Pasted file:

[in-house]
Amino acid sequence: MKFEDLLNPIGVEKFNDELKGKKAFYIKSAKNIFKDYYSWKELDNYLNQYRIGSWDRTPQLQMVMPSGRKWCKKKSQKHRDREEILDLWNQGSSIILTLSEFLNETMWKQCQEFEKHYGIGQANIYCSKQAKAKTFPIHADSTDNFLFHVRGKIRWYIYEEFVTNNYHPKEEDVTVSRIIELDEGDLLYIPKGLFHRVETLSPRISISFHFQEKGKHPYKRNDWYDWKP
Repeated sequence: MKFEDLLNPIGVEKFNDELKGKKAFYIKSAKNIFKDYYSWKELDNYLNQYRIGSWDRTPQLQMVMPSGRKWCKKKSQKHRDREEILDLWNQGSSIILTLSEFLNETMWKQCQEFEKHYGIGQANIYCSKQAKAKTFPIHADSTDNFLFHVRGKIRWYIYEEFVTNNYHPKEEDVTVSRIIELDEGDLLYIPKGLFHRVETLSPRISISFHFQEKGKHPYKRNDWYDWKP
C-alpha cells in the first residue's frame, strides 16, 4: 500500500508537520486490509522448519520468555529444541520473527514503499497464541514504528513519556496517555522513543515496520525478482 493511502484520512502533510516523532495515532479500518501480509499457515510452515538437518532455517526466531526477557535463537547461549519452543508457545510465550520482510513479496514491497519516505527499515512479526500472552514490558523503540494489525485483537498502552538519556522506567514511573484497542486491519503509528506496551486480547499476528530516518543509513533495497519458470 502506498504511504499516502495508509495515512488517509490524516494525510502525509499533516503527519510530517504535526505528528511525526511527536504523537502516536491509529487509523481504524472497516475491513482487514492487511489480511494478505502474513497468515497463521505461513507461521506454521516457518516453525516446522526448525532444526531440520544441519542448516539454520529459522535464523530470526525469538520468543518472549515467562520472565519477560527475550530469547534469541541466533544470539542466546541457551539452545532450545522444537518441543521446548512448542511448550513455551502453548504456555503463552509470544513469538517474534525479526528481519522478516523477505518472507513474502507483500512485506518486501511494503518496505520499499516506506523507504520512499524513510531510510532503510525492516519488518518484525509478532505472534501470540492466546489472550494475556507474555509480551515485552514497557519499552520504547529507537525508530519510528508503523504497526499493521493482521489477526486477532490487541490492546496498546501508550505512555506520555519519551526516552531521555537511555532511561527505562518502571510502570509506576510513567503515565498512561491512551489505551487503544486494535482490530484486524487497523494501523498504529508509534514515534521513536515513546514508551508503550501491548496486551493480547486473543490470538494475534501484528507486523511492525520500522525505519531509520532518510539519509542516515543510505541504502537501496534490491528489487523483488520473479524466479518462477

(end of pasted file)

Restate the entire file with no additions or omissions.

[in-house]
Amino acid sequence: MKFEDLLNPIGVEKFNDELKGKKAFYIKSAKNIFKDYYSWKELDNYLNQYRIGSWDRTPQLQMVMPSGRKWCKKKSQKHRDREEILDLWNQGSSIILTLSEFLNETMWKQCQEFEKHYGIGQANIYCSKQAKAKTFPIHADSTDNFLFHVRGKIRWYIYEEFVTNNYHPKEEDVTVSRIIELDEGDLLYIPKGLFHRVETLSPRISISFHFQEKGKHPYKRNDWYDWKP
Repeated sequence: MKFEDLLNPIGVEKFNDELKGKKAFYIKSAKNIFKDYYSWKELDNYLNQYRIGSWDRTPQLQMVMPSGRKWCKKKSQKHRDREEILDLWNQGSSIILTLSEFLNETMWKQCQEFEKHYGIGQANIYCSKQAKAKTFPIHADSTDNFLFHVRGKIRWYIYEEFVTNNYHPKEEDVTVSRIIELDEGDLLYIPKGLFHRVETLSPRISISFHFQEKGKHPYKRNDWYDWKP
C-alpha cells in the first residue's frame, strides 16, 4: 500500500508537520486490509522448519520468555529444541520473527514503499497464541514504528513519556496517555522513543515496520525478482 493511502484520512502533510516523532495515532479500518501480509499457515510452515538437518532455517526466531526477557535463537547461549519452543508457545510465550520482510513479496514491497519516505527499515512479526500472552514490558523503540494489525485483537498502552538519556522506567514511573484497542486491519503509528506496551486480547499476528530516518543509513533495497519458470 502506498504511504499516502495508509495515512488517509490524516494525510502525509499533516503527519510530517504535526505528528511525526511527536504523537502516536491509529487509523481504524472497516475491513482487514492487511489480511494478505502474513497468515497463521505461513507461521506454521516457518516453525516446522526448525532444526531440520544441519542448516539454520529459522535464523530470526525469538520468543518472549515467562520472565519477560527475550530469547534469541541466533544470539542466546541457551539452545532450545522444537518441543521446548512448542511448550513455551502453548504456555503463552509470544513469538517474534525479526528481519522478516523477505518472507513474502507483500512485506518486501511494503518496505520499499516506506523507504520512499524513510531510510532503510525492516519488518518484525509478532505472534501470540492466546489472550494475556507474555509480551515485552514497557519499552520504547529507537525508530519510528508503523504497526499493521493482521489477526486477532490487541490492546496498546501508550505512555506520555519519551526516552531521555537511555532511561527505562518502571510502570509506576510513567503515565498512561491512551489505551487503544486494535482490530484486524487497523494501523498504529508509534514515534521513536515513546514508551508503550501491548496486551493480547486473543490470538494475534501484528507486523511492525520500522525505519531509520532518510539519509542516515543510505541504502537501496534490491528489487523483488520473479524466479518462477